ANTOINE CATALA (born in Toulouse, France) lives and works in New York and has exhibited extensively both in the U.S. and abroad. Recent solo exhibitions include: Distant Feel, curated by Tina Kukielski and Alex Klein, Carnegie Museum of Art, Pittsburgh (2015), New Feelings at 47 Canal, NY (2014), and Heavy Words, curated by Florence Derieux at Peep-Hole, Milan (2014). His work has also been included in Archeo, High Line, New York; Meanwhile…Suddenly and Then, 12 Biennale de Lyon, France; ProBio, MoMA PS1, New York.
What new or old tools are you
attached to in your art practice?
Tool is an ambiguous term, isn’t it?
The primary tools that I use are my obsessions: the physicality of image or solid language. Physical transformations, translations (in the mathematical sense of the word, a sliding from point A to point B), deformations, or mutations. I am also obsessed with the construction of a personal image (the image of the self). These are the main “tools” that I use.
In the real world, I use whatever tools suit me to achieve these transformative acts. For instance I have worked with breathing images: images that expand and contract with the help of pneumatic pumps. I have used drones, made holograms or crawling devices, used timers, computers, complex electronics. I also use rudimentary technologies, large drawings, and sewn stuffed images. Lately I contracted an ad agency to design a symbol for empathy. I am turning this symbol into a biological, living entity—the symbol will be covered in corals, essentially.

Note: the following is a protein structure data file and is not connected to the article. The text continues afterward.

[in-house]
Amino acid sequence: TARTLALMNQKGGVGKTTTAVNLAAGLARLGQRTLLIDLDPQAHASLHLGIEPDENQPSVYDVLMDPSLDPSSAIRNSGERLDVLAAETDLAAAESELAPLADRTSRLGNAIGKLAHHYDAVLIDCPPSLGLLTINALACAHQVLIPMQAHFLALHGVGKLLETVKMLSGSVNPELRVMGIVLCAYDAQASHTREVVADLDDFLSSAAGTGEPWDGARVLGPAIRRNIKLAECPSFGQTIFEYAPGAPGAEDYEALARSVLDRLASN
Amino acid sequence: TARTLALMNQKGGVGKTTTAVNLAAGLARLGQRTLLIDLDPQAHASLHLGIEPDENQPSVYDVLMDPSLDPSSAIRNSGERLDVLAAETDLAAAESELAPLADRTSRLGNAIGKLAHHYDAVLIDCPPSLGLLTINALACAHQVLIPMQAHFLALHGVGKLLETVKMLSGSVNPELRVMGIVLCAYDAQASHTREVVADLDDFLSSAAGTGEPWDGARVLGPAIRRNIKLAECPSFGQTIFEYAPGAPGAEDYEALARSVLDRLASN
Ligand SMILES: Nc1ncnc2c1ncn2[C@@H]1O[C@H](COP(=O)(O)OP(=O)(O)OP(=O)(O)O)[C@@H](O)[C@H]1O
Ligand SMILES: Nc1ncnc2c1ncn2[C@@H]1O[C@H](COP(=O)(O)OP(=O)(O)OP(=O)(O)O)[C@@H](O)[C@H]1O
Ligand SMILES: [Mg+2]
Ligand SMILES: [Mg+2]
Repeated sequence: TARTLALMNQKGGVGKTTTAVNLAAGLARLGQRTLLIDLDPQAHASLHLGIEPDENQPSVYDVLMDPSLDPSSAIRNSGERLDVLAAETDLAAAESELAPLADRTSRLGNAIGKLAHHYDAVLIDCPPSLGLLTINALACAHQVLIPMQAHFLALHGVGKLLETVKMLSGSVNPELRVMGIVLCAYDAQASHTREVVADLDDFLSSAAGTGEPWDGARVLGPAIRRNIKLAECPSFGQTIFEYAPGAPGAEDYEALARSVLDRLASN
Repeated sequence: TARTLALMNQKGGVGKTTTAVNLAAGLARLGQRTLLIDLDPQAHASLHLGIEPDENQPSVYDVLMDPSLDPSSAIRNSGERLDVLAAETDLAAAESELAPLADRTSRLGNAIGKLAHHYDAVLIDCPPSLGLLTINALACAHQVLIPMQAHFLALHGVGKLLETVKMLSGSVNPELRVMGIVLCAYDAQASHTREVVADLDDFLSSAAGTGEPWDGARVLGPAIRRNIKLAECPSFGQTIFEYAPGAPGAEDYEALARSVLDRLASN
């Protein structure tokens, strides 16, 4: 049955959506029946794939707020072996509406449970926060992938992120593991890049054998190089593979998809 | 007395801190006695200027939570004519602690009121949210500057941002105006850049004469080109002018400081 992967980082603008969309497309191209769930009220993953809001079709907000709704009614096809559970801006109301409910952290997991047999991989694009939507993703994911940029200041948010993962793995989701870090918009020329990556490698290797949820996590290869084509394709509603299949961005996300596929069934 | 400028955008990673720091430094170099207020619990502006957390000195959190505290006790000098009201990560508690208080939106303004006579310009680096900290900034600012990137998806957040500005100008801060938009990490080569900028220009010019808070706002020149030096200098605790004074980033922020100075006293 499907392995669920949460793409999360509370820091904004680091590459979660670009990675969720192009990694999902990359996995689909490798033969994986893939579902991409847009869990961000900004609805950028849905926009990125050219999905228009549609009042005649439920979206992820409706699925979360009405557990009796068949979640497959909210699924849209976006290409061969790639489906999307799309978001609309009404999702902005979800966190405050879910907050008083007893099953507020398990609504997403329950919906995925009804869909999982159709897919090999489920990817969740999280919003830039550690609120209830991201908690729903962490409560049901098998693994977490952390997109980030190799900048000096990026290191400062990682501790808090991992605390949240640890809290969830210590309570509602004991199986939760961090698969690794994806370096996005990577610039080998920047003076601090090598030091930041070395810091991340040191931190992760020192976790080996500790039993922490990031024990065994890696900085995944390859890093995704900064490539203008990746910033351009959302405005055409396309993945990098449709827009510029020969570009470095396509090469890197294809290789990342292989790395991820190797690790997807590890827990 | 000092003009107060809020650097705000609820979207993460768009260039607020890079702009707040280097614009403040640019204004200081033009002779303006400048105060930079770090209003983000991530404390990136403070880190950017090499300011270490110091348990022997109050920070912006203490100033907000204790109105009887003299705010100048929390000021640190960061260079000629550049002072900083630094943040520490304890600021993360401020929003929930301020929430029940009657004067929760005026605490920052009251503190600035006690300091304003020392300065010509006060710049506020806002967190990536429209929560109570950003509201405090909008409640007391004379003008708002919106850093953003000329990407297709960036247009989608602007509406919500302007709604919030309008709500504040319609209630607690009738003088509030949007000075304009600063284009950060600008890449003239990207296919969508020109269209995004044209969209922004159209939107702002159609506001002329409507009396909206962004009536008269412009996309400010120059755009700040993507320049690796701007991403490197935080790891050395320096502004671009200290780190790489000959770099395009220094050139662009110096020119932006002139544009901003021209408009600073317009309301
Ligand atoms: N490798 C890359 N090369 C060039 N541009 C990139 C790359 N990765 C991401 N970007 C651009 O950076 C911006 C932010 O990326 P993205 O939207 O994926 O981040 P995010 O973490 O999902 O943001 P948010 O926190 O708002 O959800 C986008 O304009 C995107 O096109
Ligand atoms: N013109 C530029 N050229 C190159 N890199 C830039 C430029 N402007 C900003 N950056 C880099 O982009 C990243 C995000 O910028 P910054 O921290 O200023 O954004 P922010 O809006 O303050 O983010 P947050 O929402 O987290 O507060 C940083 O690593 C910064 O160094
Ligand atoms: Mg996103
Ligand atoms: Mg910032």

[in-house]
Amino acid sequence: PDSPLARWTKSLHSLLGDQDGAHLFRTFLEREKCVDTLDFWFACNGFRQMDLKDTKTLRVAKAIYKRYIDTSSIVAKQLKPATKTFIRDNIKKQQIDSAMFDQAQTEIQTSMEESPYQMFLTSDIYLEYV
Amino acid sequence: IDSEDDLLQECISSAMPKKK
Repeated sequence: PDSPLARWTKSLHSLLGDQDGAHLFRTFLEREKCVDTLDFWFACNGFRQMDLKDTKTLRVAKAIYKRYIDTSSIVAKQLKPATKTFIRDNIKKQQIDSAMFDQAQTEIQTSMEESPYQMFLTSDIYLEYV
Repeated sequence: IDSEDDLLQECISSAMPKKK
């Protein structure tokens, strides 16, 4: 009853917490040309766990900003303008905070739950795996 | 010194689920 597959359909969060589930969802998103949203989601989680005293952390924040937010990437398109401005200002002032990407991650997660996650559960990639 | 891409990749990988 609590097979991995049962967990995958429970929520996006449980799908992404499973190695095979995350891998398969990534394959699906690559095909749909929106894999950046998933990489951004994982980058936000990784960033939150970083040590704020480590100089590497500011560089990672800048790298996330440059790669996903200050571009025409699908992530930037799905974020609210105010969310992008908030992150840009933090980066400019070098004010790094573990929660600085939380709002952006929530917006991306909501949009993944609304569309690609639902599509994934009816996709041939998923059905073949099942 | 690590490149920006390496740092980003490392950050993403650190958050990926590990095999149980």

What tools have you rejected?
I am open to all tools. With a hammer one can crack a skull open or build a house. It’s the usage of the tool rather than the tool itself that is the question.
What have the tools
done to your art?
Embracing tools, pneumatic pumps for instance, has completely changed my art. I let the tools take over and guide my hand and thoughts. The pump determined the physicality of a number of works since I encountered it. It’s through materiality that I think. The more time with the material or the tool, the clearer my thoughts, the better the work. I am attached to a certain degree of formal innovation—strictly based on personal criteria, meaning what is innovative for me, making stuffed fabric pieces for instance, may not be new for the world; what matters is that it’s new to me. I am curious and want to learn. Pleasure is a big part of the equation. I believe that when one enjoys the process of making the work, then the audience sees it in a fraction of a second in the output—pleasure is contagious. That’s what I call the pleasure principle, which is central to my practice. I have a background in hard science (mathematics), I am a klutz (I held my first drill four years ago), yet I enjoy the process. I mention this because I am constantly looking for new approaches to art-making—literally how to make something that I have never made before using new tools. Most big projects I embark on mean that I will discover new tools and develop new strategies to achieve what I want.